The use of devices for the projection/reflection of images is known in the prior art. For example, U.S. Pat. No. 5,615,937 to Bellanger discloses a device for the projection/reflection of images. However, the Bellanger '937 patent does not have a solar collector, and has further drawbacks of lacking a bulb.

U.S. Pat. No. 4,304,076 to Splendora discloses monuments that comprise a substantially transparent member. However, the Splendora '076 patent does not have a rod, and additionally does not have an alignment adjuster for the light.

Similarly, U.S. Pat. No. 4,489,669 to Carman discloses a marker that comprises an elastic visible element connected to a base. However, the Carman '669 patent does not have a solar collector, and cannot adjust the alignment of the light.

In addition, U.S. Pat. No. 4,227,325 to Whitford discloses a grave marker that has a chamber for displaying pictures, photographs, or the like. However, the Whitford '325 patent does not have a solar collector, and also does not have a bulb.

Furthermore, U.S. Pat. No. 3,928,928 to Kalust discloses an audiovisual memorial that includes a recording. However, the Kalust '928 patent does not have a solar collector, and further lacks a bulb.

Lastly, U.S. Pat. No. Des. 364,260 to Landrey discloses a tombstone that has “. . . but a memory” printed on it. However, the Landrey '2.60 patent does not have a solar collector, and has the additional deficiency of lacking a bulb.

While the above-described devices fulfill their respective, particular objectives and requirements, the aforementioned patents do not describe an illuminator that allows illuminating tombstones. The Bellanger '937 patent, the Whitford '325 patent, the Kalust '928 patent, and the Landrey '260 patent make no provision for a solar collector. The Bellanger '937 patent, the Whitford '325 patent, the Kalust '928 patent, and the Landreyl'260 patent do not have a bulb. The Splendora '076 patent lacks a rod. The Splendora '076 patent and the Carman '669 patent cannot adjust the alignment of the light.

Therefore, a need exists for a new and improved illuminator that can be used for illuminating tombstones. In this regard, the present invention substantially fulfills this need. In this respect, the illuminator according to the present invention substantially departs from the conventional concepts and designs of the prior art, and in doing so provides an apparatus primarily developed for the purpose of illuminating tombstones.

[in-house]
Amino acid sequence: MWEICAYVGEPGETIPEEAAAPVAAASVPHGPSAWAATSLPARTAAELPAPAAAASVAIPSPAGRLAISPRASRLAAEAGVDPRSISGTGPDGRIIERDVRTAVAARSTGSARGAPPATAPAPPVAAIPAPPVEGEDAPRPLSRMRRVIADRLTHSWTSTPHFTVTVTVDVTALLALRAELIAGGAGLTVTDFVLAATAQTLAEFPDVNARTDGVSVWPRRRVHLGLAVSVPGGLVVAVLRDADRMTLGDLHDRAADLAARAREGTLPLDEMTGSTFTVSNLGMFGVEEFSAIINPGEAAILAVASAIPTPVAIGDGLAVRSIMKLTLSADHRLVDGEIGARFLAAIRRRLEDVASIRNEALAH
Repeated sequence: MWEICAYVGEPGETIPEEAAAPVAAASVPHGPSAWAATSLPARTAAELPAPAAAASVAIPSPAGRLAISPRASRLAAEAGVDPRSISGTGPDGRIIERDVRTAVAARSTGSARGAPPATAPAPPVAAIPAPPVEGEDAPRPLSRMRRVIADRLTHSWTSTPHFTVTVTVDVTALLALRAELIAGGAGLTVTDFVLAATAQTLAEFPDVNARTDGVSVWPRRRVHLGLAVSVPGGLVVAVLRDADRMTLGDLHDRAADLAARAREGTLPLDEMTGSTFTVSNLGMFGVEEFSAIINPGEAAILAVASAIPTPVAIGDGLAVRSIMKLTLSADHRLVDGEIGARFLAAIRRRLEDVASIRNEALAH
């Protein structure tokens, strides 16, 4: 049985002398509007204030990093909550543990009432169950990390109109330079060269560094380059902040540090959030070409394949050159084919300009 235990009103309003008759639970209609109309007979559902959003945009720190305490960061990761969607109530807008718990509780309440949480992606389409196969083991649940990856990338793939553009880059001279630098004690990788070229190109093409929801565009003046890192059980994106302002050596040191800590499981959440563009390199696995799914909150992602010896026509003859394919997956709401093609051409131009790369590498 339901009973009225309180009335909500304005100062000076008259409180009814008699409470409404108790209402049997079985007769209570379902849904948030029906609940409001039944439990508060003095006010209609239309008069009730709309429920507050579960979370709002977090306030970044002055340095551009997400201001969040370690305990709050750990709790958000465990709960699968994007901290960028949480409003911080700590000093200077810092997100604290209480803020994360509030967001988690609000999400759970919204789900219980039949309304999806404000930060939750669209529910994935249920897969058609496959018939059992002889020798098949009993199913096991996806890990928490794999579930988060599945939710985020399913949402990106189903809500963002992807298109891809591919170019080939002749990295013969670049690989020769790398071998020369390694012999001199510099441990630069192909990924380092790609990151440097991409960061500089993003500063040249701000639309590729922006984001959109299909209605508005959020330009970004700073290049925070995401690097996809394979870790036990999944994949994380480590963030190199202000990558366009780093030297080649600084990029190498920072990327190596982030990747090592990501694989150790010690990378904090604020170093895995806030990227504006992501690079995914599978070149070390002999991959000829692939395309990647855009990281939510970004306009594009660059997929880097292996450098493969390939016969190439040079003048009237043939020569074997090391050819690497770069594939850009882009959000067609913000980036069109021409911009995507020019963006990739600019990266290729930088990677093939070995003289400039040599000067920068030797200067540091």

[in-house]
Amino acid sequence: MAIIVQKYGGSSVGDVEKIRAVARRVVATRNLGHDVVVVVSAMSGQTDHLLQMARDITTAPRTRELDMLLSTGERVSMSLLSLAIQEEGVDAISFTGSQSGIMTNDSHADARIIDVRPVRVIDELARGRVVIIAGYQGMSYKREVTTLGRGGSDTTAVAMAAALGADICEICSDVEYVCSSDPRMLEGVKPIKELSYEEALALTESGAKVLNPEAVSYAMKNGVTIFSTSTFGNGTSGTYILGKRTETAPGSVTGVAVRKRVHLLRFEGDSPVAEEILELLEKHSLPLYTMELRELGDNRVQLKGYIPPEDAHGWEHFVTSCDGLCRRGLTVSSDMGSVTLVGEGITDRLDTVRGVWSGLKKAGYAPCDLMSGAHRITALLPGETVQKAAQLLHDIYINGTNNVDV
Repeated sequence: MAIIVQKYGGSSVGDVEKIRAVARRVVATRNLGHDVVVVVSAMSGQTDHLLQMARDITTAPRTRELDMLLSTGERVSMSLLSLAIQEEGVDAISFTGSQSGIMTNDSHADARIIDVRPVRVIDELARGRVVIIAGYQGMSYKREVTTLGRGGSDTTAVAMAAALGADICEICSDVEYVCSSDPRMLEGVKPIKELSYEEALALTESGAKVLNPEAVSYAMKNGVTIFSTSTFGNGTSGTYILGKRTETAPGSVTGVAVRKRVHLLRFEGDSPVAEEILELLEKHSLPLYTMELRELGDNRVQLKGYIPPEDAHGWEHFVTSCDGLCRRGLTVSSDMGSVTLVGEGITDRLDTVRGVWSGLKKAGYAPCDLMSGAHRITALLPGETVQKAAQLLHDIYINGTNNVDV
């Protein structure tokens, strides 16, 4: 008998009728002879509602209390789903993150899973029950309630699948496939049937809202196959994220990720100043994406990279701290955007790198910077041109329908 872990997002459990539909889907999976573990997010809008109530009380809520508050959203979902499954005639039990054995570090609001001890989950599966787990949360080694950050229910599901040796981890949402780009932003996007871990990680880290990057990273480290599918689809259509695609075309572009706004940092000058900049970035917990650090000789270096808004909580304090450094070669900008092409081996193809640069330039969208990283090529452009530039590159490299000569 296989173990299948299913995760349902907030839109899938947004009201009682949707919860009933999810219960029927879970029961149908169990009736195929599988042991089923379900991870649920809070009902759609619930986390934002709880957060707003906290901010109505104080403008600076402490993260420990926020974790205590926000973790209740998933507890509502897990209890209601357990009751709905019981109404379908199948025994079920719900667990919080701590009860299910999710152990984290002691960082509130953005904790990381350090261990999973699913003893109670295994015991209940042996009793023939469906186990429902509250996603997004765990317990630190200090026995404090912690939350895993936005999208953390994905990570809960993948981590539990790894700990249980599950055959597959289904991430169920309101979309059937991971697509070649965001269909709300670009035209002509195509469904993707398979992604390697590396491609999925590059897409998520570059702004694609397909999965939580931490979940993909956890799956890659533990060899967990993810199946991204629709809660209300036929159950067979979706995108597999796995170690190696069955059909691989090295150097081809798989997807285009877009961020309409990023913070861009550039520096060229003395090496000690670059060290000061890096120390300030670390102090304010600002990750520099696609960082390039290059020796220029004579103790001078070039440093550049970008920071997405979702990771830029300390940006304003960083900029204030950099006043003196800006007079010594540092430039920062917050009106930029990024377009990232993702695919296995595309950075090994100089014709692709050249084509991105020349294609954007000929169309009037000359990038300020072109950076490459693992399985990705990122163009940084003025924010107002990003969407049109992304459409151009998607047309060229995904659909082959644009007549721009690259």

SUMMARY OF THE INVENTION

In view of the foregoing disadvantages inherent in the known types of devices for the projection/reflection of images now present in the prior art, the present invention provides an improved illuminator, and overcomes the above-mentioned disadvantages and drawbacks of the prior art. As such, the general purpose of the present invention, which will be described subsequently in greater detail, is to provide a new and improved illuminator which has all the advantages of the prior art mentioned heretofore and many novel features that result in an illuminator which is not anticipated, rendered obvious, suggested, or even implied by the prior art, either alone or in any combination thereof.

To attain this, the present invention essentially comprises a hollow housing with a rod, a light, and a power source connected to it.

There has thus been outlined, rather broadly, the more important features of the invention in order that the detailed description thereof that follows may be better understood and in order that the present contribution to the art may be better appreciated.

The invention may also include the power source being a solar collector with a rechargeable battery, a battery, or an electrical outlet. The rod may have a pointed end. The housing may consist of an enclosure having two open sides, two L-shaped sides with a concave edge, a top, and a back. The light may consist of a light housing with a lens covering its front and an enclosed reflector, along with a bulb holder and a bulb mounted on its-rear. A wire may connect the light to the power source, or to a switch such as a photocell light detector. The light may have an alignment adjuster attached to its bottom. The alignment adjuster may have an alignment adjustment slot which is connected to the rod by a screw and wing nut. The rod and housing may be made of steel, aluminum, titanium, plastic, or carbon fiber composite. The reflector may be made of steel, aluminum, metal-coated plastic, or mirrors. There are, of course, additional features of the invention that will be described hereinafter and which will form the subject matter of the claims attached.

Numerous objects, features and advantages of the present invention will be readily apparent to those of ordinary skill in the art upon a reading of the following detailed description of presently current, but nonetheless illustrative, embodiments of the present invention when taken in conjunction with the accompanying drawings. In this respect, before explaining the current embodiment of the invention in detail, it is to be understood that the invention is not limited in its application to the details of construction and to the arrangements of the components set forth in the following description or illustrated in the drawings. The invention is capable of other embodiments and of being practiced and carried out in various ways. Also, it is to be understood that the phraseology and terminology employed herein are for the purpose of descriptions and should not be regarded as limiting.